The Boundaries of Fiction: History and the Eighteenth-Century British Novel

The Boundaries of Fiction: History and the Eighteenth-Century British Novel

The Boundaries of Fiction: History and the Eighteenth-Century British Novel

The Boundaries of Fiction: History and the Eighteenth-Century British Novel

Synopsis

Focusing on canonical works by Daniel Defoe, Henry Fielding, Laurence Sterne, and others, this book explains the relationship between British fiction and historical writing when both were struggling to attain status and authority. History was at once powerful and vulnerable in the empiricist climate of seventeenth- and eighteenth-century England, suspect because of its reliance on testimony, yet essential if empiricism were ever to move beyond natural philosophy. The Boundaries of Fiction shows how, in this time of historiographical instability, the British novel exploited analogies to history. Titles incorporating the term ?history,? pseudo-editors presenting pseudo-documentary ?evidence,? and narrative theorizing about historical truth were some of the means used to distinguish novels from the fictions of poetry and other literary forms. These efforts, Everett Zimmerman maintains, amounted to a critique of history's limits and pointed to the novel's power to transcend them. He offers rich analyses of texts central to the tradition of the novel, chiefly Clarissa, Tom Jones, and Tristram Shandy, and concludes with discussions of Sir Walter Scott's development of the historical novel and David Hume's philosophy of history. Along the way, Zimmerman refers to such other important historical figures as John Locke, Richard Bentley, William Wotton, and Edward Gibbon and engages contemporary thinkers, including Paul Ricoeur and Michel Foucault, who have addressed the philosophical and methodological issues of historical evidence and narrative.

Excerpt

A Tale of a Tub and Clarissa are unlikely yokemates, yet as Swift perceived, opposites are prone to meet. the clashes of these two books exemplify conflicting elements of the arguments of Sir William Temple and William Wotton, the principal antagonists in the ancients and moderns controversy of late-seventeenth-century England. While less directly engaged in these issues on behalf of the moderns than Swift, Temple's protégé, had been on behalf of the ancients, Richardson explicitly acknowledges his hostility to his predecessor. Nearly a half century after the publication of the Tale, Richardson expresses his antagonism to Swift in Clarissa, once directly in a footnote and elsewhere by allusions associating Swift's Tale with Lovelace. and Richardson encouraged the writing of, and then published, one of the final salvos of the ancients and moderns controversy, Young's Conjectures on Original Composition, which repeatedly cites Swift denigratingly, while extolling the moderns' potential for greatness and including Richardson among examples of modern excellence.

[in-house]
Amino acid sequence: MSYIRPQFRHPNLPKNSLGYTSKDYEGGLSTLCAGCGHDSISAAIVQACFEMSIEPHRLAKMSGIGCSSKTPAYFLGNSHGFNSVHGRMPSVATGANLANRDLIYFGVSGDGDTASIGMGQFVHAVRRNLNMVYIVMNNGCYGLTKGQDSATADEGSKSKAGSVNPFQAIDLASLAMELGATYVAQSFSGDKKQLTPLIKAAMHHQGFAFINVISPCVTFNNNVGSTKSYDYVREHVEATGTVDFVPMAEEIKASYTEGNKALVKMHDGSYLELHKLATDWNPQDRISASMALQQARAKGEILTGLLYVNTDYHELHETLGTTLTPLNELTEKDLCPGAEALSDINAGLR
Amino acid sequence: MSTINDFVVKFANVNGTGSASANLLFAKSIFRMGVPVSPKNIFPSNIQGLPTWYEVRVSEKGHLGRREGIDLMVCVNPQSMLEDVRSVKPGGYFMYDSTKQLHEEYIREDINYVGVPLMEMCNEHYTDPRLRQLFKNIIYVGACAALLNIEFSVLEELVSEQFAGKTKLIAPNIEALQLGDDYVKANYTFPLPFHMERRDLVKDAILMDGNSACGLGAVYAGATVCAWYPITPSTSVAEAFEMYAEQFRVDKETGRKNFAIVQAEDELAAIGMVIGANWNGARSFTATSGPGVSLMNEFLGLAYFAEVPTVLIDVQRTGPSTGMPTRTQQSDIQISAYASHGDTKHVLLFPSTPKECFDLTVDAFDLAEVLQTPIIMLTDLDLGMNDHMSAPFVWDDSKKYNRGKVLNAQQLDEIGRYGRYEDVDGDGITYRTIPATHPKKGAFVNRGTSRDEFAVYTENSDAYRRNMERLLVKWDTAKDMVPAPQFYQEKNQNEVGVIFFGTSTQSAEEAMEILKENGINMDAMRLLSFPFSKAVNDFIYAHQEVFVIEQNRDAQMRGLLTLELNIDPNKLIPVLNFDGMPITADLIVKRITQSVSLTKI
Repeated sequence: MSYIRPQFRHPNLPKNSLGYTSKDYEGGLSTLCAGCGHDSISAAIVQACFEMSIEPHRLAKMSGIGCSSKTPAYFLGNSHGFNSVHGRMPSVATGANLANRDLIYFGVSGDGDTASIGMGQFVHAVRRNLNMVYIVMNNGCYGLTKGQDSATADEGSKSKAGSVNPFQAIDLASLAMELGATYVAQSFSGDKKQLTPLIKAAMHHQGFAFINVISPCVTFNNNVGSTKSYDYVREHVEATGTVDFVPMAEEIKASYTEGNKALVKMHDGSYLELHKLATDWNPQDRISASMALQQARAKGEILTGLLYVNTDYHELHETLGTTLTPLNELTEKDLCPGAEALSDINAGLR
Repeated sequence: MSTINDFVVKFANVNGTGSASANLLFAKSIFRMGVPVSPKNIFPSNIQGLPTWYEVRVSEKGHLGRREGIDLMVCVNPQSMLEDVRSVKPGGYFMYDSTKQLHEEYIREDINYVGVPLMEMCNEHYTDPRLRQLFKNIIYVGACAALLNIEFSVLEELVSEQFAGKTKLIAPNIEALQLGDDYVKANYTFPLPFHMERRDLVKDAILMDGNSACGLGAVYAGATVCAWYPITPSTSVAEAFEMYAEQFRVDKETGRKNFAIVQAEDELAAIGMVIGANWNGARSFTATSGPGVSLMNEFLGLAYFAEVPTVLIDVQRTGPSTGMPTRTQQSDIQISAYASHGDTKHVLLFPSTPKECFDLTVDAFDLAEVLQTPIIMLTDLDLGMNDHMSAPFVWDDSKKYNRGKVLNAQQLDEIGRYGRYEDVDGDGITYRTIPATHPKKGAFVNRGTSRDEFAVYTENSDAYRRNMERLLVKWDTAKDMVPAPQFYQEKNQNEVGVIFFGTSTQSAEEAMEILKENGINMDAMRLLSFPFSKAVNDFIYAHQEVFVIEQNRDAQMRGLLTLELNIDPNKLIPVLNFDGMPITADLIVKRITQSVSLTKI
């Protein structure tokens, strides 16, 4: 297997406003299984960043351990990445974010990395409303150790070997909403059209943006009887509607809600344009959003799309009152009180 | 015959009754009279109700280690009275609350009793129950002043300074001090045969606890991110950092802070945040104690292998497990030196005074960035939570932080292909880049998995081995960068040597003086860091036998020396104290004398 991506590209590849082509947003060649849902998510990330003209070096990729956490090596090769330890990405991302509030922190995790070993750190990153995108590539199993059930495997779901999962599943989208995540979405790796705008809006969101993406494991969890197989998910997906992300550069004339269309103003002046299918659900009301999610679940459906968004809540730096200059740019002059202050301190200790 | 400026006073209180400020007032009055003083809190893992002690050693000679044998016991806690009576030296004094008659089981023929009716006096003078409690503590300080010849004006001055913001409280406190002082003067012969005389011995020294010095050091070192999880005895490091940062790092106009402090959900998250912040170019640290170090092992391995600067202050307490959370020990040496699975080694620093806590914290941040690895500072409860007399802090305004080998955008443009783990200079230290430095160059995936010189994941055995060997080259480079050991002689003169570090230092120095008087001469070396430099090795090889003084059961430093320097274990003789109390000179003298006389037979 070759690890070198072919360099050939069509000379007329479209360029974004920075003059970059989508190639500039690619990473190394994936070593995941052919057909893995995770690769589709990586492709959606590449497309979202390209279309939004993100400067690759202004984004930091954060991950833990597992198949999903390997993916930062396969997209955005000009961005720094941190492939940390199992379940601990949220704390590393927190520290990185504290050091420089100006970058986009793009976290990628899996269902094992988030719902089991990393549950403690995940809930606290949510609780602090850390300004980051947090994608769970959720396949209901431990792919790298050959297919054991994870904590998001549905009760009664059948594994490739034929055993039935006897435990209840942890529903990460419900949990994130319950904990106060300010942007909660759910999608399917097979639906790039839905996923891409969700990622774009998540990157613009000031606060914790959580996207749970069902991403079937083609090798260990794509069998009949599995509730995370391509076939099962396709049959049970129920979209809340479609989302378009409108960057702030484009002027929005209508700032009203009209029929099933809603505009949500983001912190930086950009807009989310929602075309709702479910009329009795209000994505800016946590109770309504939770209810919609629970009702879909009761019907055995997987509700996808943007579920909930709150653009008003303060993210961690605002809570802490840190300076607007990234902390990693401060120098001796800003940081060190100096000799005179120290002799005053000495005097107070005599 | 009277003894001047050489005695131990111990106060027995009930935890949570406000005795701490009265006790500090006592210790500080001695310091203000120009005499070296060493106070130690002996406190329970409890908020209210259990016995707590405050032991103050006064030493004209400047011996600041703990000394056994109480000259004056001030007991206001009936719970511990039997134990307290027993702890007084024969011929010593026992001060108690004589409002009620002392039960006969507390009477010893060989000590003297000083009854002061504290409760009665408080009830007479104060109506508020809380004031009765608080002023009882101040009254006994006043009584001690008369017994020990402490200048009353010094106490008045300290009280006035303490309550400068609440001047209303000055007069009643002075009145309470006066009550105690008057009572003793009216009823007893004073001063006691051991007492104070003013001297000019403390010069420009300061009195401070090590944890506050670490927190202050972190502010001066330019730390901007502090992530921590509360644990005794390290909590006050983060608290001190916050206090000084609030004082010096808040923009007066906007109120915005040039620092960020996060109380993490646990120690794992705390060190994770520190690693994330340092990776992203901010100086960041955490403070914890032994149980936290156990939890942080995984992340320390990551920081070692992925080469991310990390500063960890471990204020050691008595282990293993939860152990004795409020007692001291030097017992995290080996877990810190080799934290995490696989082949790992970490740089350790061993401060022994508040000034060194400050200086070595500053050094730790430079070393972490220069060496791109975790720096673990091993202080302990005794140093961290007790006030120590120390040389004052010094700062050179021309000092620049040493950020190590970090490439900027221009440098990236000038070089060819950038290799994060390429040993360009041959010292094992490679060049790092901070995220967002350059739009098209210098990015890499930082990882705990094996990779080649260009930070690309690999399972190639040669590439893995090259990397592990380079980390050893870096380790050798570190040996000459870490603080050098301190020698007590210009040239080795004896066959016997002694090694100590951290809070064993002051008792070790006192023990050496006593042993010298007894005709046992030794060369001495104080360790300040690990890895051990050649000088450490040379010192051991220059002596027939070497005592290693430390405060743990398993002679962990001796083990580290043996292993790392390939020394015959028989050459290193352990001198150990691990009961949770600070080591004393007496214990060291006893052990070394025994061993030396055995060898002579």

The late-seventeenth-century battle of the "ancients and moderns" in England may be baldly summarized as one between two views of history— that of the humanists, who valued knowledge of the past only insofar as it was intrinsically valuable for the present, and that of the antiquaries, who valued whatever understanding of the past became available no matter how estranged from present concerns. Richard Bentley, the great classical scholar and a principal combatant in the controversy, exemplifies much that was associated with antiquarianism. in his Dissertation attached to the second edition of William Wotton's Reflections upon Ancient and Modern Learning, he exposed the spuriousness of the epistles of Phalaris with a . . .

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